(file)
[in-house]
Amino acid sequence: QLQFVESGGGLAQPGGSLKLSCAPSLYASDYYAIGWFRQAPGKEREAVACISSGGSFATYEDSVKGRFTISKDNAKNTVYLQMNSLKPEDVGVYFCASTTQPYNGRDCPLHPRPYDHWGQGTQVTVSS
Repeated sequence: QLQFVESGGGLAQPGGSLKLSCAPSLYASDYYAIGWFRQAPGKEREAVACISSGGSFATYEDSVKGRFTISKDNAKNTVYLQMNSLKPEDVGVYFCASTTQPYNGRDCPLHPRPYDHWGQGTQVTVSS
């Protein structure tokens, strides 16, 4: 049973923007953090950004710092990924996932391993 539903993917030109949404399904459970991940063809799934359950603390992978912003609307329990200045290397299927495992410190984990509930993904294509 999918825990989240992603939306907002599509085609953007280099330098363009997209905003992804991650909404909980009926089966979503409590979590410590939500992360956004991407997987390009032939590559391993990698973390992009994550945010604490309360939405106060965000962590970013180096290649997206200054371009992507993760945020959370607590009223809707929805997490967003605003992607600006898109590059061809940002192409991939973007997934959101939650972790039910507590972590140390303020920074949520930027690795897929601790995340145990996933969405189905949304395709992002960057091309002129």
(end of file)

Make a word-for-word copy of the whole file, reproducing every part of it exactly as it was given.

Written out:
[in-house]
Amino acid sequence: QLQFVESGGGLAQPGGSLKLSCAPSLYASDYYAIGWFRQAPGKEREAVACISSGGSFATYEDSVKGRFTISKDNAKNTVYLQMNSLKPEDVGVYFCASTTQPYNGRDCPLHPRPYDHWGQGTQVTVSS
Repeated sequence: QLQFVESGGGLAQPGGSLKLSCAPSLYASDYYAIGWFRQAPGKEREAVACISSGGSFATYEDSVKGRFTISKDNAKNTVYLQMNSLKPEDVGVYFCASTTQPYNGRDCPLHPRPYDHWGQGTQVTVSS
């Protein structure tokens, strides 16, 4: 049973923007953090950004710092990924996932391993 539903993917030109949404399904459970991940063809799934359950603390992978912003609307329990200045290397299927495992410190984990509930993904294509 999918825990989240992603939306907002599509085609953007280099330098363009997209905003992804991650909404909980009926089966979503409590979590410590939500992360956004991407997987390009032939590559391993990698973390992009994550945010604490309360939405106060965000962590970013180096290649997206200054371009992507993760945020959370607590009223809707929805997490967003605003992607600006898109590059061809940002192409991939973007997934959101939650972790039910507590972590140390303020920074949520930027690795897929601790995340145990996933969405189905949304395709992002960057091309002129």